2024 is likely to be a different story. I may be going against the grain with this bust pick, but I don’t buy into Friedl’s power potential, his batting average ceiling, or his grasp of the center field job in Cincinnati.

Projection systems agree that Friedl should produce power/speed numbers comparable to what he finished with last year. 15 homers and 20 steals seem to be the general consensus following an 18-homer, 27-steal campaign. While I don’t expect him to be slowed down on the bases, I can’t fathom another double-digit home run season.

The left-handed hitter sports batted ball metrics that wouldn’t stand out at the collegiate level. His 2.5% barrel rate was in the seventh percentile, his 32% ideal-contact rate in the tenth, and his 20% hard-contact rate was one of the worst in the league. Those metrics played a key role in the 100+ point difference in his expected and actual slugging percentage. Despite his innate ability to maximize his power potential with an above-average fly-ball rate (36.5%) and elite pull rate (49.6%) a la Isaac Paredes, his noodly bat has me betting the under on his 2024 home run total.

If we can’t count on him to hold his own in the power department, we should at least hope that he can repeat, or come close to, the .279 batting average he attained in 2023. Therein lies the problem, as while I’m going against projections to suggest Friedl won’t keep up his long ball pace, they do agree that he’s due for a reduction in the batting average department. The severity of that downturn in production is hotly contested but both Pitcher List and ATC see him more as a .255 hitter while BAT X’s outlook is even more negative (.246).

A more realistic outlook for Friedl is a hitter that bats .250 with 20 steals while struggling to surpass 10 dingers. If he falls off further than that already diminished expectation, his job in a crowded Reds lineup may be in jeopardy. Friedl hasn’t fallen victim to disparate platoon splits, so he’s not at risk of being benched versus southpaws, but with plenty of options to take his place, the Reds won’t hesitate to give someone else a chance if he struggles. Jonathan India is likely to see more time in the outfield and Christian Encarnacion-Strand currently doesn’t have a spot in the lineup. The same can be said for Jake Fraley who produced a 15/20 season in 2023. They have plenty of depth and positional flexibility to reduce Friedl to a bench role.

As can be expected by the format of the previous two entries, let’s take a look at Friedl’s ADP. He’s going off the board as the 34th outfielder with an ADP of 155.7. I see his production being a lot closer to that of Leody Taveras (60th OF, 268.4 ADP) than Friedl stans would like to admit. If you buy into the projections, Friedl should still be drafted 50 picks later and if you’re as nervous about drafting him as I am, I’d wait to take the risk until around pick 250. The floor is just so low while the ceiling is limited by his putrid batted-ball metrics and the glut of offensive options in Cincinnati.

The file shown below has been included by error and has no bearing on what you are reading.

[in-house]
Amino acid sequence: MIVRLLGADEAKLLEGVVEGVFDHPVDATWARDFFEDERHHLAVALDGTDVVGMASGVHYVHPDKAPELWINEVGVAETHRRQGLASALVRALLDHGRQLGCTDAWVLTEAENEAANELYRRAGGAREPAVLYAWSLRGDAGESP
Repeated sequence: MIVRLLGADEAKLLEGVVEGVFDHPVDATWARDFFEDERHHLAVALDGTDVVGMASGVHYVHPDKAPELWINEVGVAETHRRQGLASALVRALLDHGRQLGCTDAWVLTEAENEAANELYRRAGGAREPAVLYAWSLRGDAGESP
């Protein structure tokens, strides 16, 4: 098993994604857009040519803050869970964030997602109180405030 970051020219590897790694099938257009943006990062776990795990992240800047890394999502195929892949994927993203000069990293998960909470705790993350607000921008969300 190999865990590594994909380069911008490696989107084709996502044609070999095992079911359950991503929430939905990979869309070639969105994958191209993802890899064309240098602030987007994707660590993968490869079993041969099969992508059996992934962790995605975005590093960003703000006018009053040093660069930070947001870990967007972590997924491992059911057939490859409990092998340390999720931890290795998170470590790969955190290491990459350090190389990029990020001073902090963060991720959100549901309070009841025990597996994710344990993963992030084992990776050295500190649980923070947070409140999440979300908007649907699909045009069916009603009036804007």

Chas McCormick


What a surprise! Another breakout that I don’t expect to be repeated in 2024. McCormick finally got a shot to put his skills on display within one of the best lineups in baseball and made the most of his opportunity. He nearly missed out on a 20/20 campaign (22 HR, 19 SB) and sported a career-high .273 batting average.

While I love that he’s maintaining his standing in a deadly lineup and has little competition in the outfield, I don’t expect him to repeat those numbers in 2024 (obviously, because I’m labeling him as a bust). Nonetheless, it’s worth diving into the advanced metrics to get an idea of where I’m coming from.

McCormick does an incredible job of hitting the ball hard, sporting a barrel rate (10.8%) and ideal-contact rate (43.9%) inside the top 25% of hitters, though he curiously lands 239th in hard contact rate (24.3%). It’s due to the fact he hits most of his hard-hit balls (95+ mph) in the air, which is a good thing. I expect his power metrics to mostly stick around, leading to another 20 home run season.

The downside to hitting the ball hard only when he gets it in the air is that his line drives and grounders are usually weakly hit. Hard-hit grounders are usually looked at negatively because they often come at the cost of hard-hit fly balls. However, they can be good at producing high BABIPs. McCormick’s BABIP was somehow north of .331 despite an above-average fly ball rate and weakly hit grounders. Pitcher List’s expected BABIP doesn’t think that good luck was earned. His .247 xBABIP was in the eighth percentile and portends a downturn in his luck with balls put in play.

That BABIP luck also explains why his xAVG (.213) was in the 14th percentile. It certainly doesn’t help that he strikes out at an above-average 25.6% clip which is supported by terrible contact metrics (26th percentile Con%, 19th percentile Z-Con%). These underlying metrics have forced projection systems to forecast a steep fall in the batting average department. The consensus among the three aforementioned projection systems is .250 – a 23-point drop from 2023.